Even in minimum configuration, smartphones constantly send data to Google and Apple. This is indeed what Douglas J. Leith, a researcher at Trinity College London, found. He took a Pixel 2 running Android 10 and an iPhone 8 running iOS 13, one rooted for the other jailbroken, in order to be able to intercept and decrypt data exchanges with Google and Apple’s servers. The measurements were taken without logging in to a Google or Apple account and after refusing to share any data.
Apple collects MAC addresses and location
Result: it turns out that the two terminals send data on average every 4.5 minutes. Some of the data that is transmitted includes IMEI, device and SIM serial numbers, phone number, telemetry data and cookies. The iPhone also transmits location data, the IP address and MAC addresses of devices connected to the same local network.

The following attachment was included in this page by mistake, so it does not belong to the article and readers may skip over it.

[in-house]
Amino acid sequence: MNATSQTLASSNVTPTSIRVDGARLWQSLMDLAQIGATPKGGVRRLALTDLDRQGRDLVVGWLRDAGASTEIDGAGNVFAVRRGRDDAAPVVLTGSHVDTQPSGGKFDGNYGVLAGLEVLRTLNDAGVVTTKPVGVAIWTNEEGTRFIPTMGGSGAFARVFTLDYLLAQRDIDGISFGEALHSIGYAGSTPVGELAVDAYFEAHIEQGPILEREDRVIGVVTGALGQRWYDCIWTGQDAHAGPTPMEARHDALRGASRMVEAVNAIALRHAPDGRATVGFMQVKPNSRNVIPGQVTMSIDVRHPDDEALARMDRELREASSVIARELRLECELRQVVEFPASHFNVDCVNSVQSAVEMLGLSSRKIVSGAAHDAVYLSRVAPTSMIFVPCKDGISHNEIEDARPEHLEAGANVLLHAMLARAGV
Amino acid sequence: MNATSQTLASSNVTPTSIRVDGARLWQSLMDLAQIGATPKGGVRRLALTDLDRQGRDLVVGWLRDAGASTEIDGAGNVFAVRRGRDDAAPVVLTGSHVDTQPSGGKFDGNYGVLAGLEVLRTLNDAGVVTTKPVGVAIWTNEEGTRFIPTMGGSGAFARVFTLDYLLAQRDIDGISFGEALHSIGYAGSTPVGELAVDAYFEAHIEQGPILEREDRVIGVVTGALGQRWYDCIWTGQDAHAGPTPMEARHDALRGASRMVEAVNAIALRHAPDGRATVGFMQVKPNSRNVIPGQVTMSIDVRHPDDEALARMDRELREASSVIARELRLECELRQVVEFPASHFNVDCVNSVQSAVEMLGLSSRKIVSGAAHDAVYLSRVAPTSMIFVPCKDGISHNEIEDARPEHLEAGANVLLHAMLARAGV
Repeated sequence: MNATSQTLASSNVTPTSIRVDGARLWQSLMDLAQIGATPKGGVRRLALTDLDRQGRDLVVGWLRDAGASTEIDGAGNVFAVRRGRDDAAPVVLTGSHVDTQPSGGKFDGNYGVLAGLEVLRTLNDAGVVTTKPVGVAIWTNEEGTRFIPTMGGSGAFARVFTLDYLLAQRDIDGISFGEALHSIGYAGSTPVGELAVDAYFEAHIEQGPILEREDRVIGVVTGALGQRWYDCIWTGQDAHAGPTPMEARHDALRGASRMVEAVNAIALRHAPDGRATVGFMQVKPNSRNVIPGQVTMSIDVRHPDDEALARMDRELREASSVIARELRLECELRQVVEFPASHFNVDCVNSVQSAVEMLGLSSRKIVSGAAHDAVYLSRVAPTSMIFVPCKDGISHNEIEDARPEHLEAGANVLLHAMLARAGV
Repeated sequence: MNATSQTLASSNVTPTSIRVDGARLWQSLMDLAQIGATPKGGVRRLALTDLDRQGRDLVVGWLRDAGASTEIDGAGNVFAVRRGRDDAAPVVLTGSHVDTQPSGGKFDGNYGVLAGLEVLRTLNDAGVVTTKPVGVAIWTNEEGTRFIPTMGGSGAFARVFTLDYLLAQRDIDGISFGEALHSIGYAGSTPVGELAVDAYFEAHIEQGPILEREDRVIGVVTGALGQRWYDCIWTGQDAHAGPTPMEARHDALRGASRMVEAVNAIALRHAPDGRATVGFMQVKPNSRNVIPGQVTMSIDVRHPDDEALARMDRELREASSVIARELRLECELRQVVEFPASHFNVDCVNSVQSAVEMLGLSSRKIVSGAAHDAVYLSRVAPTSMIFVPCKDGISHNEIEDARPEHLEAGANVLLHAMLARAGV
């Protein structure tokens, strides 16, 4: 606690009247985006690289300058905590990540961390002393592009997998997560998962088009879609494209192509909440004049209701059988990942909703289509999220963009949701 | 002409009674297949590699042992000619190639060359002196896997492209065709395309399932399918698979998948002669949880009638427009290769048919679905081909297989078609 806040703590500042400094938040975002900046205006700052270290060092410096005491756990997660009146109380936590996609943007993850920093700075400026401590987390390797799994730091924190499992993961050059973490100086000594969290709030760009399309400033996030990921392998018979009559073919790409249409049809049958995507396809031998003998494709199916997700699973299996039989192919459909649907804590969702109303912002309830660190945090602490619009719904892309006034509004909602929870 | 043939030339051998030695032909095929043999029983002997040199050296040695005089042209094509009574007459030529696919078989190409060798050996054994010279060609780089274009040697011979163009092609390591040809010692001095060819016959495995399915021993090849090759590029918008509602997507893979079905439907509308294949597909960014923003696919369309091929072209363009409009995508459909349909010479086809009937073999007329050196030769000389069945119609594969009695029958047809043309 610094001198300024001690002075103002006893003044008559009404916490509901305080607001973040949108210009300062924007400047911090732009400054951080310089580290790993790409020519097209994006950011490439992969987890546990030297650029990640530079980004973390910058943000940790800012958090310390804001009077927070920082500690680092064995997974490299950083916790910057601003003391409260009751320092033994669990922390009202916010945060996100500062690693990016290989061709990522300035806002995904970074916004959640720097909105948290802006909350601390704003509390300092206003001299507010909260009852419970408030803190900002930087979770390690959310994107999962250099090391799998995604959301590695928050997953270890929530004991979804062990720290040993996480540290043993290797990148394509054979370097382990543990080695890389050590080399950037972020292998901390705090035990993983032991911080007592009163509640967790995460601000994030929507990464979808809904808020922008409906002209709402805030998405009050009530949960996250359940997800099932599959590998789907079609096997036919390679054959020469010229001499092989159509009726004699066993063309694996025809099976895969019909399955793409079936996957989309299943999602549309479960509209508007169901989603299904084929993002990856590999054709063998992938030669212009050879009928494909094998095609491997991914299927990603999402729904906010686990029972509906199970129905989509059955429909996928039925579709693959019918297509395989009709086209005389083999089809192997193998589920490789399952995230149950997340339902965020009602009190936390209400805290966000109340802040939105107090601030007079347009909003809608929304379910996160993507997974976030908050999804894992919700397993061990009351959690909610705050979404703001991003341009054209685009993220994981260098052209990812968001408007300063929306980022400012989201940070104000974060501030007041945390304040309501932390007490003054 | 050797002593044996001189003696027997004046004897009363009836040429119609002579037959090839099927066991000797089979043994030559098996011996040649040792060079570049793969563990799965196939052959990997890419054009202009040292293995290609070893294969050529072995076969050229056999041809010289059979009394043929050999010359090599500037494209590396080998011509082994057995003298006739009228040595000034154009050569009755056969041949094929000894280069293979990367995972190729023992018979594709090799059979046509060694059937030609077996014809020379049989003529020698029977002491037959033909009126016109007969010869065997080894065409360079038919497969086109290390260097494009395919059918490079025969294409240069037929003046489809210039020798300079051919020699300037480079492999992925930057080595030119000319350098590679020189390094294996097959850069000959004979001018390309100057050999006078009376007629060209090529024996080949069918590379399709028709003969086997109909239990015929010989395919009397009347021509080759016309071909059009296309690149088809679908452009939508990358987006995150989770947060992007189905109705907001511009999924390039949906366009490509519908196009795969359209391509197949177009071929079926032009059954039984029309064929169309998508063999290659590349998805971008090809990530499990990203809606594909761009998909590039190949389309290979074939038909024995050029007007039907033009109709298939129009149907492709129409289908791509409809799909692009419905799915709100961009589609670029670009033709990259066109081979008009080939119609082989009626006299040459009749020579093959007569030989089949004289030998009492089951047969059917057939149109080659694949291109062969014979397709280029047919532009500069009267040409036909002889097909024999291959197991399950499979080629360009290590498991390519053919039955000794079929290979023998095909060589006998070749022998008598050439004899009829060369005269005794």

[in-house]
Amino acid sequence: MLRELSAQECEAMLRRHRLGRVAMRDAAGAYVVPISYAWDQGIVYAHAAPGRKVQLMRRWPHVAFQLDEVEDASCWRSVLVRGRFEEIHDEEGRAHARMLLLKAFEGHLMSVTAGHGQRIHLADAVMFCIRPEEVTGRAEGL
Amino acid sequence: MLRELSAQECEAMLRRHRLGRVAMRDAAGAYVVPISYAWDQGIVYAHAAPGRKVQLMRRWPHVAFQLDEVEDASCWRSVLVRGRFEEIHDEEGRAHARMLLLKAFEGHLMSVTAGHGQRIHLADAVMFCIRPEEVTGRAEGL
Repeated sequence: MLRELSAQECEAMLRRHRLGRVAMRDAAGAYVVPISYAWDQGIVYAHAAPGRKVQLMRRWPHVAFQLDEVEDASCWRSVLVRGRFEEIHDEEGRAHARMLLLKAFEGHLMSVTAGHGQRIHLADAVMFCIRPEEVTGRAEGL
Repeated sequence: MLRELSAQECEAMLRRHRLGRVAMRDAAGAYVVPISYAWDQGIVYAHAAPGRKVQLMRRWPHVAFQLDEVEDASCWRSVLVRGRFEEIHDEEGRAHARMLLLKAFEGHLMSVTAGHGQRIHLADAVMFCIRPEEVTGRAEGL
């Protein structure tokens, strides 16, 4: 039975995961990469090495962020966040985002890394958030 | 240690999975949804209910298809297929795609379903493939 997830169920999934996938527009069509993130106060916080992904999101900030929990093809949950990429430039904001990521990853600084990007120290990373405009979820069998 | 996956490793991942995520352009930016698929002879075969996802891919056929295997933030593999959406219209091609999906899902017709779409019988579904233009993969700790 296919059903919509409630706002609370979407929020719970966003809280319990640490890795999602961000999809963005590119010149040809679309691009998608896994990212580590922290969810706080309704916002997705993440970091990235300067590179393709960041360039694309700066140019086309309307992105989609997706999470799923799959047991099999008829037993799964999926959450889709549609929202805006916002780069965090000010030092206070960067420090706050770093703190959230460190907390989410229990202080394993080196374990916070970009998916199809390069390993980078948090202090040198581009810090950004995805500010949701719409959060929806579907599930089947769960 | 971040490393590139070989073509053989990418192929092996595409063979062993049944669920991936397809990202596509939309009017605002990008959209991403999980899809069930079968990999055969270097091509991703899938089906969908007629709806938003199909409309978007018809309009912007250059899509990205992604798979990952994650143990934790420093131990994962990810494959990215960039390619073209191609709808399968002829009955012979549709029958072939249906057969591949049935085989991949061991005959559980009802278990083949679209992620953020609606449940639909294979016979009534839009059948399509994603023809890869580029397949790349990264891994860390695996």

Regarding telemetry data, the researcher notes that Google collects on average 20 times more data than its competitor Apple (1 MB every 12 hours on the Pixel against 52 kb on the iPhone). The researcher points out that it is impossible for the user to escape this data collection.
Contacted by Ars Technica, Google and Apple partially refuted the conclusions of this study. Google estimates that the researcher incorrectly estimated the volume of data transmitted and that it is not 20 times higher on the Pixel than on the iPhone. In addition, the web giant specifies that if smartphones transmit data, it is to be able to ensure the proper functioning of services, as is done for cars.
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Apple, for its part, emphasizes being perfectly transparent about the collection of personal data and location data, and that protective measures against geolocation are available.
Source : Ars Technica